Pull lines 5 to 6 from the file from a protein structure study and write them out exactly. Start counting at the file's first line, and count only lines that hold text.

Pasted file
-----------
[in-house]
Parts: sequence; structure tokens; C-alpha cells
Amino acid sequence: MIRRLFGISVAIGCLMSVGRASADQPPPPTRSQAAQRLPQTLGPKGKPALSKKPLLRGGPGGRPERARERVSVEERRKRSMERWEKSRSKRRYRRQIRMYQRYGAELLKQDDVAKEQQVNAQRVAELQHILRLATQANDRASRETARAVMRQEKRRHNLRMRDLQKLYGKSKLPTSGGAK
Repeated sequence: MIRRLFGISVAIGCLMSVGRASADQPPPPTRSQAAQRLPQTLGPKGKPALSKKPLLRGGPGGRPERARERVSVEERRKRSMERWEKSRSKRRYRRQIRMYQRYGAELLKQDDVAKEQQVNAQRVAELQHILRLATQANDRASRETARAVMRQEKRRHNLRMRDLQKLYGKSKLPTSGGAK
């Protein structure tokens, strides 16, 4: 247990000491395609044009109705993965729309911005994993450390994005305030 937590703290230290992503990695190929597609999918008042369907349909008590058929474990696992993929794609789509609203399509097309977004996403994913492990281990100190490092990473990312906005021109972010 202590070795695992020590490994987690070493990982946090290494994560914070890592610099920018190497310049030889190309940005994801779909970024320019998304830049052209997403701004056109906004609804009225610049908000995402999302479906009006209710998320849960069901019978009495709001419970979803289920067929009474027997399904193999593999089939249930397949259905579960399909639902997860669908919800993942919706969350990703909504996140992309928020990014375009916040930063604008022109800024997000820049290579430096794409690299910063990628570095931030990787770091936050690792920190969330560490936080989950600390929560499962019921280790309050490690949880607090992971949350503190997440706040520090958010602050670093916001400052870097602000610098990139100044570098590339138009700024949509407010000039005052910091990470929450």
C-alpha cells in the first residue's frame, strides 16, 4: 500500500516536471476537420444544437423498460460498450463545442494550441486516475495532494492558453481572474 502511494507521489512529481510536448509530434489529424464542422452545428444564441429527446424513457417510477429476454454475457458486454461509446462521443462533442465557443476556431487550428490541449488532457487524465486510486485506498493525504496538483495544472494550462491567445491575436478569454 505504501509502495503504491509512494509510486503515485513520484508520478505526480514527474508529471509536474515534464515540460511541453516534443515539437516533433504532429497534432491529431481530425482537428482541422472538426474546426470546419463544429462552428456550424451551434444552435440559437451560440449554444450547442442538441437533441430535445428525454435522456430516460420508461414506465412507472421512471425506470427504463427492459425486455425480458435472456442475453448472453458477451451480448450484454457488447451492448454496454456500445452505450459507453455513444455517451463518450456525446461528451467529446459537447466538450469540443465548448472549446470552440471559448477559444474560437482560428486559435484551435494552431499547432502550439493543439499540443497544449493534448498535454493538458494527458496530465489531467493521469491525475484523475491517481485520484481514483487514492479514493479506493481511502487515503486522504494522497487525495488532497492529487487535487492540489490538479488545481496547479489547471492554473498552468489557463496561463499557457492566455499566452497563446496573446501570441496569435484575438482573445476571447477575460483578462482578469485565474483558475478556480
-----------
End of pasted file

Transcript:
């Protein structure tokens, strides 16, 4: 247990000491395609044009109705993965729309911005994993450390994005305030 937590703290230290992503990695190929597609999918008042369907349909008590058929474990696992993929794609789509609203399509097309977004996403994913492990281990100190490092990473990312906005021109972010 202590070795695992020590490994987690070493990982946090290494994560914070890592610099920018190497310049030889190309940005994801779909970024320019998304830049052209997403701004056109906004609804009225610049908000995402999302479906009006209710998320849960069901019978009495709001419970979803289920067929009474027997399904193999593999089939249930397949259905579960399909639902997860669908919800993942919706969350990703909504996140992309928020990014375009916040930063604008022109800024997000820049290579430096794409690299910063990628570095931030990787770091936050690792920190969330560490936080989950600390929560499962019921280790309050490690949880607090992971949350503190997440706040520090958010602050670093916001400052870097602000610098990139100044570098590339138009700024949509407010000039005052910091990470929450």
C-alpha cells in the first residue's frame, strides 16, 4: 500500500516536471476537420444544437423498460460498450463545442494550441486516475495532494492558453481572474 502511494507521489512529481510536448509530434489529424464542422452545428444564441429527446424513457417510477429476454454475457458486454461509446462521443462533442465557443476556431487550428490541449488532457487524465486510486485506498493525504496538483495544472494550462491567445491575436478569454 505504501509502495503504491509512494509510486503515485513520484508520478505526480514527474508529471509536474515534464515540460511541453516534443515539437516533433504532429497534432491529431481530425482537428482541422472538426474546426470546419463544429462552428456550424451551434444552435440559437451560440449554444450547442442538441437533441430535445428525454435522456430516460420508461414506465412507472421512471425506470427504463427492459425486455425480458435472456442475453448472453458477451451480448450484454457488447451492448454496454456500445452505450459507453455513444455517451463518450456525446461528451467529446459537447466538450469540443465548448472549446470552440471559448477559444474560437482560428486559435484551435494552431499547432502550439493543439499540443497544449493534448498535454493538458494527458496530465489531467493521469491525475484523475491517481485520484481514483487514492479514493479506493481511502487515503486522504494522497487525495488532497492529487487535487492540489490538479488545481496547479489547471492554473498552468489557463496561463499557457492566455499566452497563446496573446501570441496569435484575438482573445476571447477575460483578462482578469485565474483558475478556480